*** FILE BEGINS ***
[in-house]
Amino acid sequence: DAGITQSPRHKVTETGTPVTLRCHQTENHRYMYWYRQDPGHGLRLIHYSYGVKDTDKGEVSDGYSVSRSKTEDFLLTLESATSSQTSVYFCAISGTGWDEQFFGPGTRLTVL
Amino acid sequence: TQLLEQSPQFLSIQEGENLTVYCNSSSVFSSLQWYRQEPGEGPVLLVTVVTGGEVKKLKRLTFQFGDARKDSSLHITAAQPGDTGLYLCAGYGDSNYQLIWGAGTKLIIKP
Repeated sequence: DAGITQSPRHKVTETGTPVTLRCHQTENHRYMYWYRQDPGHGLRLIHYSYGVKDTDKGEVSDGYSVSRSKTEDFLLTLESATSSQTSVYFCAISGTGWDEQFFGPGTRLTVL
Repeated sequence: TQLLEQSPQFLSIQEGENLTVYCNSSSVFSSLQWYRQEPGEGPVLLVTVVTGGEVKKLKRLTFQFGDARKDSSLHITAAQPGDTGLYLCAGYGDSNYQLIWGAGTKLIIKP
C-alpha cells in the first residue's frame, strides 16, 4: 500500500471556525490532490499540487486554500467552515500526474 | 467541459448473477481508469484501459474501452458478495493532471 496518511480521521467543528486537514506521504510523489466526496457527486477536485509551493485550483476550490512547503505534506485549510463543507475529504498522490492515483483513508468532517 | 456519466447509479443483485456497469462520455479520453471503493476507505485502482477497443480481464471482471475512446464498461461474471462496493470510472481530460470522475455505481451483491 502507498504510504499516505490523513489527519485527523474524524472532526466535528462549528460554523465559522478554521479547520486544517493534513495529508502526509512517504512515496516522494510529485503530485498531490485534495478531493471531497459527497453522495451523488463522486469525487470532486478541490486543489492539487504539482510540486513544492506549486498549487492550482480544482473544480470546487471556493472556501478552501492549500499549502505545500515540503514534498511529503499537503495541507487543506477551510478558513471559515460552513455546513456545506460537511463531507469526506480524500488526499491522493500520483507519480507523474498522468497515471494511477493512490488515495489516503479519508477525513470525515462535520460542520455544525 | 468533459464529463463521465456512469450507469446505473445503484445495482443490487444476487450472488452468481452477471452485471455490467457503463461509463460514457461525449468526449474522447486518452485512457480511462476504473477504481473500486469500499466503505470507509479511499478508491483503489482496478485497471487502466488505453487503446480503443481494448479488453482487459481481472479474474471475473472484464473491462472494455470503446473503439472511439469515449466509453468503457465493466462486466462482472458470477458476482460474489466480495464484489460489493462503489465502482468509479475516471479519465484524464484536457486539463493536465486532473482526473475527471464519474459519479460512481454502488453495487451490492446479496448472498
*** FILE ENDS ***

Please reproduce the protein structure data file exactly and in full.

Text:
[in-house]
Amino acid sequence: DAGITQSPRHKVTETGTPVTLRCHQTENHRYMYWYRQDPGHGLRLIHYSYGVKDTDKGEVSDGYSVSRSKTEDFLLTLESATSSQTSVYFCAISGTGWDEQFFGPGTRLTVL
Amino acid sequence: TQLLEQSPQFLSIQEGENLTVYCNSSSVFSSLQWYRQEPGEGPVLLVTVVTGGEVKKLKRLTFQFGDARKDSSLHITAAQPGDTGLYLCAGYGDSNYQLIWGAGTKLIIKP
Repeated sequence: DAGITQSPRHKVTETGTPVTLRCHQTENHRYMYWYRQDPGHGLRLIHYSYGVKDTDKGEVSDGYSVSRSKTEDFLLTLESATSSQTSVYFCAISGTGWDEQFFGPGTRLTVL
Repeated sequence: TQLLEQSPQFLSIQEGENLTVYCNSSSVFSSLQWYRQEPGEGPVLLVTVVTGGEVKKLKRLTFQFGDARKDSSLHITAAQPGDTGLYLCAGYGDSNYQLIWGAGTKLIIKP
C-alpha cells in the first residue's frame, strides 16, 4: 500500500471556525490532490499540487486554500467552515500526474 | 467541459448473477481508469484501459474501452458478495493532471 496518511480521521467543528486537514506521504510523489466526496457527486477536485509551493485550483476550490512547503505534506485549510463543507475529504498522490492515483483513508468532517 | 456519466447509479443483485456497469462520455479520453471503493476507505485502482477497443480481464471482471475512446464498461461474471462496493470510472481530460470522475455505481451483491 502507498504510504499516505490523513489527519485527523474524524472532526466535528462549528460554523465559522478554521479547520486544517493534513495529508502526509512517504512515496516522494510529485503530485498531490485534495478531493471531497459527497453522495451523488463522486469525487470532486478541490486543489492539487504539482510540486513544492506549486498549487492550482480544482473544480470546487471556493472556501478552501492549500499549502505545500515540503514534498511529503499537503495541507487543506477551510478558513471559515460552513455546513456545506460537511463531507469526506480524500488526499491522493500520483507519480507523474498522468497515471494511477493512490488515495489516503479519508477525513470525515462535520460542520455544525 | 468533459464529463463521465456512469450507469446505473445503484445495482443490487444476487450472488452468481452477471452485471455490467457503463461509463460514457461525449468526449474522447486518452485512457480511462476504473477504481473500486469500499466503505470507509479511499478508491483503489482496478485497471487502466488505453487503446480503443481494448479488453482487459481481472479474474471475473472484464473491462472494455470503446473503439472511439469515449466509453468503457465493466462486466462482472458470477458476482460474489466480495464484489460489493462503489465502482468509479475516471479519465484524464484536457486539463493536465486532473482526473475527471464519474459519479460512481454502488453495487451490492446479496448472498